“Our goal is to get all Albertans back to work. Too often, we hear stories of ‘doctors driving cabs’ syndrome – and we are taking action to make sure newcomers’ credentials are evaluated and assessed objectively and in a timely manner.” Jason Kenney, Premier
“It’s important for Alberta’s professional bodies to maintain high professional standards while allowing qualified newcomers to fully contribute to our economy. And not only that, giving newcomers the chance to pursue the careers they’ve trained for is, simply put, the right thing to do.” Jason Copping, Minister of Labour and Immigration
“The settlement sector in Alberta has been advocating for fair recognition of newcomer qualifications for decades. The proven detrimental impact of underemployment of newcomer professionals is felt not only within their own families, but throughout society as well. We are certain that fair recognition of credentials will improve the quality of life of all Albertans, and are grateful this legislation is being introduced so quickly by the new government.” Anila Lee Yuen, president & CEO, Centre for Newcomers
The proposed bill would:
Provide the authority to create a Fair Registration Practices Office.
Reduce the red tape associated with the assessment of foreign credentials.
Work with regulators to ensure registration practices are transparent, objective, impartial and fair.
Maintain Alberta’s high professional standards.
Bill 11 would require regulatory bodies to:
Assess applications and communicate assessment decisions within specific time frames for interim registration decisions and within reasonable time frames for final registration decisions.
Submit reports regarding fair registration practices to the minister responsible for the act.
“ASET is the regulator of engineering and geoscience technology practice in Alberta, and is committed to fully objective criteria for certification, and a level playing field for all applicants. Having long since adopted high standards of fairness in our admissions practices, ASET applauds the initiative for fair assessment of all applicants.” Barry Cavanaugh, CEO, Association of Science and Engineering Technology Professionals of Alberta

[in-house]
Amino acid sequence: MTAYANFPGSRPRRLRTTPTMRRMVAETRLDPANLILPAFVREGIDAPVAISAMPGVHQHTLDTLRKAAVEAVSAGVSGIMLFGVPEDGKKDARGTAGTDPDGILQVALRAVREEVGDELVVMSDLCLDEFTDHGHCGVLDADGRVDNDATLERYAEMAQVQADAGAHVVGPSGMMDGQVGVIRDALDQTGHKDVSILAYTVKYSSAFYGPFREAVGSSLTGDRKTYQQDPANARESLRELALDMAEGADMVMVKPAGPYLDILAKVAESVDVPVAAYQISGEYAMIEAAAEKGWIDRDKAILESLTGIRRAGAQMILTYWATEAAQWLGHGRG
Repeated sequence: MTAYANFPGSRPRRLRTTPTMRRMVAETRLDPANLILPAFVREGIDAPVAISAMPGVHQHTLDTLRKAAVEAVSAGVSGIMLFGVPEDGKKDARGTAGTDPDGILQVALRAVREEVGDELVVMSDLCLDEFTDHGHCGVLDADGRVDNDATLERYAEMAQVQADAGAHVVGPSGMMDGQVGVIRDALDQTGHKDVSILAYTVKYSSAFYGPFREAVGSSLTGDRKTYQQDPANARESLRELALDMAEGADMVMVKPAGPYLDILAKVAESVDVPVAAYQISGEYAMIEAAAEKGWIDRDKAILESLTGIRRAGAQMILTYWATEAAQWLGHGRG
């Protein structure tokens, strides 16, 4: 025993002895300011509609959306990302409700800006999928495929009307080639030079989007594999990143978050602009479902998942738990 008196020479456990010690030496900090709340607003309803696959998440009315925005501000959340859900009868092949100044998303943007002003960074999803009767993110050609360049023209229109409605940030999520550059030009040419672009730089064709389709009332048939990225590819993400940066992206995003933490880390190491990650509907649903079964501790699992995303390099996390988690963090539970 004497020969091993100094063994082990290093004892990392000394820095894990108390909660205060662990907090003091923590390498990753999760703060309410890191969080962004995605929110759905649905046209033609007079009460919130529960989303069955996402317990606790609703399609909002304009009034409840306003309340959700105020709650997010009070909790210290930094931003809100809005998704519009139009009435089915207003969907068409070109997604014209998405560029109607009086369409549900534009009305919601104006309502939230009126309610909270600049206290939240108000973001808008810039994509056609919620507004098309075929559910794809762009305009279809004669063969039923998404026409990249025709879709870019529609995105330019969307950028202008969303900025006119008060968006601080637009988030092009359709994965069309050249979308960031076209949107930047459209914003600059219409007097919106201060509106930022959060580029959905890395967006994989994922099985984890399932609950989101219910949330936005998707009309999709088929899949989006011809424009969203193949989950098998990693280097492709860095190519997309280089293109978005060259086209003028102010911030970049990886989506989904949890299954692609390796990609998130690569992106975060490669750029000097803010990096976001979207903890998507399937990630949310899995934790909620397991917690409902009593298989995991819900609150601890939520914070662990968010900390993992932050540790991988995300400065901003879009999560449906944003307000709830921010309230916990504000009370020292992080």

If passed, the legislation would come into force on proclamation.
According to the Conference Board of Canada, Canadians would earn up to $17 billion more annually if their learning credentials were fully recognized.
Immigrants are the largest group, with an estimated 524,000 international credential holders affected by a lack of learning recognition.
Provinces such as Ontario, Manitoba and Nova Scotia already have fairness legislation to ensure that professional regulatory organizations have fair registration practices.
Do not approach the suspect. Please contact the RCMP at Fairview at 780-835-4031 if you have any information.
Description: At 9:45 AM this morning, 7 month old Jameson Sundby was abducted from his home in Fairview. Jameson Sundby has blonde hair and blue eyes, and is wearing a blue t-shirt with a star on it and grey sweat pants with cars on them. Jameson Sundby was abducted by his father John Sundby. John Sundby is 5′ 11″ tall and 230 lbs., brown hair, brown eyes.
They were last seen leaving a residence in Fairview, driving a 2012, black Dodge Ram 3500, Alberta licence plate C-B-F, 3 3 1 3. The vehicle was last seen leaving Fairview, in an unknown direction.